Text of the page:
Why are we wary of cults? Because they're harmful in various ways. There are particular ways in which they're harmful, and particular things that cause them to be harmful in those ways.
Suppose that the inclusion criteria for "cult" had nothing to do with the harmful parts and consisted entirely of beneficial features. Suppose, for instance, that a cult is merely "any social thing that tends to make participants happy". Then it would be a good thing to be in a cult, and any harm done by the activities of the cult would be due entirely to the harmful activities and not to its status as cult.
When we try to pin down how our real notions of cult differ from that scenario, we end up with a list of features. Some of those features are harmful, and some are beneficial. Moreover, some of the features are both harmful and beneficial. We can circle those features. Then, regardless of what we call ourselves, we can avoid the items on the list that are merely harmful, mitigate or eliminate the potential damage done by the items that are also beneficial, and thereby create a kick-ass thing that helps us win. Whether it's rightly called a cult is irrelevant to whether it's a good thing.
The point is not to avoid being a cult. The point is to avoid causing the damage cults tend to cause, especially while borrowing their most useful strategies. Remember: "Do not lose reasonably. Win."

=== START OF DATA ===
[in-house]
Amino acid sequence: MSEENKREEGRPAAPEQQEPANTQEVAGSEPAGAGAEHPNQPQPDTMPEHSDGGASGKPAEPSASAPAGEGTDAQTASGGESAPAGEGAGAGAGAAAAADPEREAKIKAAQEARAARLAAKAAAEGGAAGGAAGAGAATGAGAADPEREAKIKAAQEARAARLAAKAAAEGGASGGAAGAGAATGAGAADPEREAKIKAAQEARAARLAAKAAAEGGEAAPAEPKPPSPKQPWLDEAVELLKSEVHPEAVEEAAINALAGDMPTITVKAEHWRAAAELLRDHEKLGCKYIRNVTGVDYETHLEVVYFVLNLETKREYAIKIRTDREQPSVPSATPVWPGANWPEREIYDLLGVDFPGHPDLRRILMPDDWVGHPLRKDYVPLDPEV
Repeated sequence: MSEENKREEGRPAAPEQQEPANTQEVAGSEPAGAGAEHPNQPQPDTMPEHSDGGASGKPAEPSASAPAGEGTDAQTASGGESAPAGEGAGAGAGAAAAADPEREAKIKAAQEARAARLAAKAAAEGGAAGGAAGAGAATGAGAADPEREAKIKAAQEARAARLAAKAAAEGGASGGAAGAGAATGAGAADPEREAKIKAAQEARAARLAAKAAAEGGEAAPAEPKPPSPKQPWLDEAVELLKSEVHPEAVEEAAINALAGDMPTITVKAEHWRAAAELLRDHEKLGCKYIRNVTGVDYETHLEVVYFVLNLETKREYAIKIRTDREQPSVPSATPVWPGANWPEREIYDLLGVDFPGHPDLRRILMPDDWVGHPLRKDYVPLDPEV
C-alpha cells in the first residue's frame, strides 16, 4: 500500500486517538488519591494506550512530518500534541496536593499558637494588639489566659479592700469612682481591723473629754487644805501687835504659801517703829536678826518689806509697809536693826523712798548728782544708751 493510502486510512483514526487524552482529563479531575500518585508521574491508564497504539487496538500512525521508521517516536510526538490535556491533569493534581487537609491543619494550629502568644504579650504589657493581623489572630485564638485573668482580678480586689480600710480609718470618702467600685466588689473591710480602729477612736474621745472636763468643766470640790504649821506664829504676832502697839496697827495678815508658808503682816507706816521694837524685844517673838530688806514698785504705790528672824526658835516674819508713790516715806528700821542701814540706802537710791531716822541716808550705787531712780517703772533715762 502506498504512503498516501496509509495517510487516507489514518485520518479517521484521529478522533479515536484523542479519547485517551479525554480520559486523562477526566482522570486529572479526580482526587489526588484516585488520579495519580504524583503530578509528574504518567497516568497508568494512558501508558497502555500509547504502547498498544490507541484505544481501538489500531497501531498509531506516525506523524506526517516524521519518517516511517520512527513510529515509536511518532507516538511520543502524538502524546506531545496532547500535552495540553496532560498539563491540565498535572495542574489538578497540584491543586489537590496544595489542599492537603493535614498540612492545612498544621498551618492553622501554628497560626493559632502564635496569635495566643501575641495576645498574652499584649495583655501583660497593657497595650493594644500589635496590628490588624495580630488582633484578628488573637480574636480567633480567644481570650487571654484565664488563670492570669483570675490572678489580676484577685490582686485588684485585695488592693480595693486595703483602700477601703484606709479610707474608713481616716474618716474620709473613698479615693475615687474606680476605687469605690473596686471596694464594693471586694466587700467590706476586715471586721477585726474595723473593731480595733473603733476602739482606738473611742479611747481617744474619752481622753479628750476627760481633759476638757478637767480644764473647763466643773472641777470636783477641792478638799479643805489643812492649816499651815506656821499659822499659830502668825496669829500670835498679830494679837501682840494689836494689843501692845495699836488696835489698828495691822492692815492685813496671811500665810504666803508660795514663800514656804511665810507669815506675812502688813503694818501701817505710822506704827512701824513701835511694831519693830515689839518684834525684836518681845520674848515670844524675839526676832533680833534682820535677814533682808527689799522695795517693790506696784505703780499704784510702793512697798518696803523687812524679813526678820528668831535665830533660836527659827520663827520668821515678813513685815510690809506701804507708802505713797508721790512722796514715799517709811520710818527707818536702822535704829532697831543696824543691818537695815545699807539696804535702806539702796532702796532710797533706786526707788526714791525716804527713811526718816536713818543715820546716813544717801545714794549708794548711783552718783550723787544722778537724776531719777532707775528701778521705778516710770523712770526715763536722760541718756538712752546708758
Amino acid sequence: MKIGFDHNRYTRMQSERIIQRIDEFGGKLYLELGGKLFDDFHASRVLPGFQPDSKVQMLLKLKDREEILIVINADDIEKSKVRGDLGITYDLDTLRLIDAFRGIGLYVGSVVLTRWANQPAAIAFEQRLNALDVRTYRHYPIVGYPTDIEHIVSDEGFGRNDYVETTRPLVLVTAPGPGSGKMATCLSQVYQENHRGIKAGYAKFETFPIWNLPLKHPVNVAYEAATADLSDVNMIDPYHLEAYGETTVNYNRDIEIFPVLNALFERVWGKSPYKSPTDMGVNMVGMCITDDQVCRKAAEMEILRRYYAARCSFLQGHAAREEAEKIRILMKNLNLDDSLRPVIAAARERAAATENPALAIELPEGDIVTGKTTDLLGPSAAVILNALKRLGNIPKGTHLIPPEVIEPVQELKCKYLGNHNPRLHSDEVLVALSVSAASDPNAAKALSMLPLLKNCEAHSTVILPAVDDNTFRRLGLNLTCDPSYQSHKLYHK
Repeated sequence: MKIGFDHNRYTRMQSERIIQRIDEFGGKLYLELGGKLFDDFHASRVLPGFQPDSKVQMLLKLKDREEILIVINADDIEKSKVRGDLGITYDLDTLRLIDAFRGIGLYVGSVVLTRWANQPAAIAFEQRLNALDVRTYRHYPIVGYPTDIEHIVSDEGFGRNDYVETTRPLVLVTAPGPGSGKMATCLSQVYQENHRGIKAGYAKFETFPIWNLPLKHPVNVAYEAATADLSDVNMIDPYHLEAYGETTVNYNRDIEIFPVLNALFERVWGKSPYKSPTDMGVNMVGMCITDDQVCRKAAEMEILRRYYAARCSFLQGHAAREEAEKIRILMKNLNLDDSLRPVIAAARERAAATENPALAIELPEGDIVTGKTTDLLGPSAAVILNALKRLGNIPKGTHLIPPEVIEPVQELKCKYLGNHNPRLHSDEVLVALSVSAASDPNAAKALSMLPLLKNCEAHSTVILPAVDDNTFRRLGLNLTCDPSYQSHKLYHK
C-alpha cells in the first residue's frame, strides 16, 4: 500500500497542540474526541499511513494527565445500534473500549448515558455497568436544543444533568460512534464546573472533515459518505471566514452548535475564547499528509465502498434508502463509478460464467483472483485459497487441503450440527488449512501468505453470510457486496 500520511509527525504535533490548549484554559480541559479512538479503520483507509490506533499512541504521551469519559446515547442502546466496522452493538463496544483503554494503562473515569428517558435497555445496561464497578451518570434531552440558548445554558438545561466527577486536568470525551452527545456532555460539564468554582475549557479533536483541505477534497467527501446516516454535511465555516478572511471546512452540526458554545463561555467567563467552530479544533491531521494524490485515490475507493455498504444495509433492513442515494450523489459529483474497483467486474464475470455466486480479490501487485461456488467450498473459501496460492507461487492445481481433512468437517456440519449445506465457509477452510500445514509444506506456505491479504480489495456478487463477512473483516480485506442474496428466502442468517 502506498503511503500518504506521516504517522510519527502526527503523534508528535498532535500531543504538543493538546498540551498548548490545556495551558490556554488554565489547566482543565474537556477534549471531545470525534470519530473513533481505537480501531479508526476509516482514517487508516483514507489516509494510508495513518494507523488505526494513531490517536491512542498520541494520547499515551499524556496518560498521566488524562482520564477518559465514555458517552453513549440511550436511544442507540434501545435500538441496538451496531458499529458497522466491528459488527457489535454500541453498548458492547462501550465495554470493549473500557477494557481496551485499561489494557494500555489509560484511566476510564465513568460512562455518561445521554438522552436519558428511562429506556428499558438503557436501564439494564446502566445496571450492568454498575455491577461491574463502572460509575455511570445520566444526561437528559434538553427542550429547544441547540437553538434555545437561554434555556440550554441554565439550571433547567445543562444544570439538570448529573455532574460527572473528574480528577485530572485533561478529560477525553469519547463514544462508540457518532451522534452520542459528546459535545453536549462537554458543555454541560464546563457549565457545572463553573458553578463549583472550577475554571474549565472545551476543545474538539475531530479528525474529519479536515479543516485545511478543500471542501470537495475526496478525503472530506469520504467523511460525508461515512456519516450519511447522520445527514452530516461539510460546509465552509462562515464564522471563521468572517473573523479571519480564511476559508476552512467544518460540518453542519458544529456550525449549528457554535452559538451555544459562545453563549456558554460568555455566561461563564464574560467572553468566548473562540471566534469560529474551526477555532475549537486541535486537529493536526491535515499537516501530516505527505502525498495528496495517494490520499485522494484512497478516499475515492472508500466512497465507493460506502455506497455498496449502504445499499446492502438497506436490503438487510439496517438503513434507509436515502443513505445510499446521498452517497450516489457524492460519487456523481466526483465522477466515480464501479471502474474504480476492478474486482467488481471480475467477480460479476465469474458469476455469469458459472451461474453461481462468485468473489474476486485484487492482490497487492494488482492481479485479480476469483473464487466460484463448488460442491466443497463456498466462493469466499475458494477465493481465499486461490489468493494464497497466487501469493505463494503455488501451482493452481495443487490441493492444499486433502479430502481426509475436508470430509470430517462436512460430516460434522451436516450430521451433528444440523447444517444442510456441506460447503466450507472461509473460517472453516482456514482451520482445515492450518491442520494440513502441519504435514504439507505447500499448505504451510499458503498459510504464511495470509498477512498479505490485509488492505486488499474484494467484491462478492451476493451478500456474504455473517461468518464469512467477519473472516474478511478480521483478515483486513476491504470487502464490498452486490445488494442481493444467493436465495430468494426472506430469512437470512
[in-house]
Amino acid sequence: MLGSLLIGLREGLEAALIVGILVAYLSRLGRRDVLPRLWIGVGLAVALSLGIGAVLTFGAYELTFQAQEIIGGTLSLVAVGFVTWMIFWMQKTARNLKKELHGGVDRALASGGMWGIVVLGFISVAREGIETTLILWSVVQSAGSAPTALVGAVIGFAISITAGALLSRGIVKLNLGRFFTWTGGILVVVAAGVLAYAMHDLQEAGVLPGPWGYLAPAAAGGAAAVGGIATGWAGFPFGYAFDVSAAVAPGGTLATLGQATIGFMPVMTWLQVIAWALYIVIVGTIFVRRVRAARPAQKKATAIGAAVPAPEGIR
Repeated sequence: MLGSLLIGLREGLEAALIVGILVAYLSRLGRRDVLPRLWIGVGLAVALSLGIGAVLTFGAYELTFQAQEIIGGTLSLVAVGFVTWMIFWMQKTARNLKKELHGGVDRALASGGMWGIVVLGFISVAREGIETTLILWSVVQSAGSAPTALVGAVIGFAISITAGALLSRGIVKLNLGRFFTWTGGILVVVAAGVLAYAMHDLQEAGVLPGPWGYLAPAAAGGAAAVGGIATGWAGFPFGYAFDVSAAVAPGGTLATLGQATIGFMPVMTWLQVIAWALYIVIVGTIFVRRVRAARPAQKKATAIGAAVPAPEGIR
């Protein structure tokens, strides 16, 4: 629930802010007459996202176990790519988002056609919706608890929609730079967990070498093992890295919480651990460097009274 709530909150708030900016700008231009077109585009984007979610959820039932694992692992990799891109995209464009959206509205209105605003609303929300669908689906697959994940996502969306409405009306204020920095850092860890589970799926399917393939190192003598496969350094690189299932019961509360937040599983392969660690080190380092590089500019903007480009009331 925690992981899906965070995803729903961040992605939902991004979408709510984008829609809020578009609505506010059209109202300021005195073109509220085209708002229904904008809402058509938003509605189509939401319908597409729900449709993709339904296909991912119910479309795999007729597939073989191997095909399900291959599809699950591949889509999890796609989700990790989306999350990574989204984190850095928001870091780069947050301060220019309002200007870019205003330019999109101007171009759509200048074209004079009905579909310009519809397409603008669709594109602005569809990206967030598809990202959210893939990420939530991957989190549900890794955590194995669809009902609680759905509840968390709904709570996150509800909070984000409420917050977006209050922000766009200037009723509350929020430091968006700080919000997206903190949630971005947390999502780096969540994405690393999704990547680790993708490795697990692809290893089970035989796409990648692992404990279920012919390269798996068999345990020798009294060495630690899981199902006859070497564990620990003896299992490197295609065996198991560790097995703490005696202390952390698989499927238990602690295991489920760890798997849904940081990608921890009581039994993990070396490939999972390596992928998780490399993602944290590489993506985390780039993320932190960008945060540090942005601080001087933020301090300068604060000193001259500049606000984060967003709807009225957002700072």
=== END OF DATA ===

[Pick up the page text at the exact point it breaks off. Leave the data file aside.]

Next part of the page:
My position is that we need a plan. A long-term, comprehensive strategy to maximize the utility of our individual efforts toward making the world a more rational place. We need not only to study the best ways of teaching rationality on the level of personal interactions and small classes, but to plot a path from the current state of society to a world in which people are trained from childhood in the methods of rationality. I'm giving a talk on this very topic to my university's secular student alliance. My main message is simply that "we need a plan", but here's the specific proposal I'm going to toss out there for consideration.
--Broaden conceptions of science.
~~Let "science" include the analysis, interpretation, and implementation of information gained through empirical inquiry.
-The positivists have a narrower conception, but it's not very historically accurate anyway.
-The broader conception lets us teach parts of rationality in science classes as science that the one infected by positivism doesn't.
~~Get the paradigmatic "scientist" out of a lab coat and into the Real World so that everyone's a scientist and the people who design space ships are simply professionals.
--Get involved in math education reform. See Hemant's efforts. Mathematical methods are methods of rationality. Math is not graphing parabolas. Math is creative rigorous problem solving.
--Learn about and promote cognitive science. Popularize the term "cognitive psychology". I know it kinda hurts to drag down cog sci like that, but the plan is to sneak the study of heuristics and biases into high school psychology classes.
I love this idea, so I've taken it to the next level: http://sphotos-a.xx.fbcdn.net/hphotos-ash4/405144_10151268024944598_356596037_n.jpg
Hanger, paper clips, dental floss, tupperware, pencil, ruler, and lamp. If we're trying to be concrete about this, no need to do it only part way.